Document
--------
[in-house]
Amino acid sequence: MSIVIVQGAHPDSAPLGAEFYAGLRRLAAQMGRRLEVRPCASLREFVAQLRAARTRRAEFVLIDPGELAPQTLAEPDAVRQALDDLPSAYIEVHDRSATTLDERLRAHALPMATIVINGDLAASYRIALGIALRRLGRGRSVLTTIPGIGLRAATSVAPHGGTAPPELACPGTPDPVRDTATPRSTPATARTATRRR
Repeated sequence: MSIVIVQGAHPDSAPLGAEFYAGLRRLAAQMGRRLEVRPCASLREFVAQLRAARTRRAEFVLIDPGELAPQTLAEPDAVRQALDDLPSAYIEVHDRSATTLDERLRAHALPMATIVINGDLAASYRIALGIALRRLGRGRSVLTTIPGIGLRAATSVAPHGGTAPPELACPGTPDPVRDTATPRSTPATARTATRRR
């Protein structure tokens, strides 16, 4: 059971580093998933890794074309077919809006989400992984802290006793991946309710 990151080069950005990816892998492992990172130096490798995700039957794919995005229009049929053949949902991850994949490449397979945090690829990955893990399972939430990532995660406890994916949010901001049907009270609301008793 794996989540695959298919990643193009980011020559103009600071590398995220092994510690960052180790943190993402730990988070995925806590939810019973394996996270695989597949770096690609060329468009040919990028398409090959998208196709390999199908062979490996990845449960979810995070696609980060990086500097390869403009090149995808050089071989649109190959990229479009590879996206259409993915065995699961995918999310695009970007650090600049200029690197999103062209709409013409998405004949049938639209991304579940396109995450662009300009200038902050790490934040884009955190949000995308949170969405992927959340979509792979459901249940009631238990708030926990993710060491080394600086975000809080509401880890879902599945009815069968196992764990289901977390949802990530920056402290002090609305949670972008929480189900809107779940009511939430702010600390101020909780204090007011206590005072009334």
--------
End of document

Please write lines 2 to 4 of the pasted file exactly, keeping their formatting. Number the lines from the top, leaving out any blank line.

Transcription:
Amino acid sequence: MSIVIVQGAHPDSAPLGAEFYAGLRRLAAQMGRRLEVRPCASLREFVAQLRAARTRRAEFVLIDPGELAPQTLAEPDAVRQALDDLPSAYIEVHDRSATTLDERLRAHALPMATIVINGDLAASYRIALGIALRRLGRGRSVLTTIPGIGLRAATSVAPHGGTAPPELACPGTPDPVRDTATPRSTPATARTATRRR
Repeated sequence: MSIVIVQGAHPDSAPLGAEFYAGLRRLAAQMGRRLEVRPCASLREFVAQLRAARTRRAEFVLIDPGELAPQTLAEPDAVRQALDDLPSAYIEVHDRSATTLDERLRAHALPMATIVINGDLAASYRIALGIALRRLGRGRSVLTTIPGIGLRAATSVAPHGGTAPPELACPGTPDPVRDTATPRSTPATARTATRRR
């Protein structure tokens, strides 16, 4: 059971580093998933890794074309077919809006989400992984802290006793991946309710 990151080069950005990816892998492992990172130096490798995700039957794919995005229009049929053949949902991850994949490449397979945090690829990955893990399972939430990532995660406890994916949010901001049907009270609301008793 794996989540695959298919990643193009980011020559103009600071590398995220092994510690960052180790943190993402730990988070995925806590939810019973394996996270695989597949770096690609060329468009040919990028398409090959998208196709390999199908062979490996990845449960979810995070696609980060990086500097390869403009090149995808050089071989649109190959990229479009590879996206259409993915065995699961995918999310695009970007650090600049200029690197999103062209709409013409998405004949049938639209991304579940396109995450662009300009200038902050790490934040884009955190949000995308949170969405992927959340979509792979459901249940009631238990708030926990993710060491080394600086975000809080509401880890879902599945009815069968196992764990289901977390949802990530920056402290002090609305949670972008929480189900809107779940009511939430702010600390101020909780204090007011206590005072009334």